The Labour-led council has announced a voluntary 'Clean Air Zone' to cover the whole of Southampton before a compulsory zone is required by 2020, but new pressure group Clean Air Southampton has said the measures don't go far enough.
Announcing the zone, Cllr Christopher Hammond, the council lead on air quality, said:
“The launch of Southampton’s Clean Air Zone, the first one in the south of England outside London, is the latest step in making Southampton a healthier, greener, cleaner place while minimising the impact on local business.
“Southampton has some of the most polluted air in the UK. It’s so bad that we’re currently breaching recommended limits. Taking inspiration from similar schemes launched in Germany and Denmark, the measures we are unveiling today [April 14 - pictured right] form part of our ambitious plan to cut pollution levels across the city by 25 per cent.
“Labour are committed to making Southampton a city of opportunity for everyone, working in partnership with business and residents to create an economy that works for all. As part of this commitment, we have decided to exclude private vehicles from these measures.”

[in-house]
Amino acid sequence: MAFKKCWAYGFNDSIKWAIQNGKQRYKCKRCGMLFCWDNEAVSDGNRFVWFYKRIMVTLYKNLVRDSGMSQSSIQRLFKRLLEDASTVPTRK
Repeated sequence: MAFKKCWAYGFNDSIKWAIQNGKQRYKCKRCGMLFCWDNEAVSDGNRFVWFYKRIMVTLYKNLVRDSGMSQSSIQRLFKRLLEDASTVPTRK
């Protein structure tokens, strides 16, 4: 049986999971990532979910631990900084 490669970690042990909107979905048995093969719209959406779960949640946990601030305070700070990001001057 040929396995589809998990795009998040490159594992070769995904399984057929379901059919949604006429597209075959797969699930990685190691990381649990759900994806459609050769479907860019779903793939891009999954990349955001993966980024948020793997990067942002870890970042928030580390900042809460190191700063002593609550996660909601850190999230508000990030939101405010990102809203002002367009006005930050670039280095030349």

'Put health first, not vehicles'
Responding, newly-formed group Clean Air Southampton (CAS) stressed that the zone will only be introduced on a voluntary basis from next year, won't be enforced until 2019, and will only target commercial vehicles.
“This is far too little, too slow, and doesn’t take account of the health risk,” said CAS co-founder Liz Batten, pictured left with Colin MacQueen..
“Private cars will still be allowed into the city with no controls or alternatives in place, and we know that they can emit many times the permitted levels of harmful chemicals. A recent review of studies has shown that a clean air zone is unlikely to reduce the pollution we are exposed to.”
Colin MacQueen, another CAS co-founder, said the council should put “people's health and wellbeing first, not vehicles first”.
At the CAS launch on April 13 it was claimed that a pollution monitoring vehicle – the Smogmobile - that toured the city found average readings roughly 50% above safe limits.
Data was geotagged and further reports on air quality in the areas tested are expected.
Clean Air Southampton is asking all political parties what their plans are for clean air in the city.
Previously - Video: Pollution in Southampton - 'We really must now act'
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